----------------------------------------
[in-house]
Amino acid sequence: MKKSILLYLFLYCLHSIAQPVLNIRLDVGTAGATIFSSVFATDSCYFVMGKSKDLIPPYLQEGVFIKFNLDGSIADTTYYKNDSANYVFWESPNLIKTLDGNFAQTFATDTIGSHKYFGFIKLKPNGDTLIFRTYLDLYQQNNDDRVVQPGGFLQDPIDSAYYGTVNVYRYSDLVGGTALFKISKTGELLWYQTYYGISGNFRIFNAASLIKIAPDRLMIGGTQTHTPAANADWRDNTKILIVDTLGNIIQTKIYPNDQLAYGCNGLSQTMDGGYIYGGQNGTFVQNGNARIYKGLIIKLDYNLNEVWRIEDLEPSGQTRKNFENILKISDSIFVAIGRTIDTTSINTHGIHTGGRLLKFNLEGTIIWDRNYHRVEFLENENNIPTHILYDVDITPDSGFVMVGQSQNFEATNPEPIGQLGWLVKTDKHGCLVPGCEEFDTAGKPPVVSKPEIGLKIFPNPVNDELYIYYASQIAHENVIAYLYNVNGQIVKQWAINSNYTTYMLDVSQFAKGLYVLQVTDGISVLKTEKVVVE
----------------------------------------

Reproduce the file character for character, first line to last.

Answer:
[in-house]
Amino acid sequence: MKKSILLYLFLYCLHSIAQPVLNIRLDVGTAGATIFSSVFATDSCYFVMGKSKDLIPPYLQEGVFIKFNLDGSIADTTYYKNDSANYVFWESPNLIKTLDGNFAQTFATDTIGSHKYFGFIKLKPNGDTLIFRTYLDLYQQNNDDRVVQPGGFLQDPIDSAYYGTVNVYRYSDLVGGTALFKISKTGELLWYQTYYGISGNFRIFNAASLIKIAPDRLMIGGTQTHTPAANADWRDNTKILIVDTLGNIIQTKIYPNDQLAYGCNGLSQTMDGGYIYGGQNGTFVQNGNARIYKGLIIKLDYNLNEVWRIEDLEPSGQTRKNFENILKISDSIFVAIGRTIDTTSINTHGIHTGGRLLKFNLEGTIIWDRNYHRVEFLENENNIPTHILYDVDITPDSGFVMVGQSQNFEATNPEPIGQLGWLVKTDKHGCLVPGCEEFDTAGKPPVVSKPEIGLKIFPNPVNDELYIYYASQIAHENVIAYLYNVNGQIVKQWAINSNYTTYMLDVSQFAKGLYVLQVTDGISVLKTEKVVVE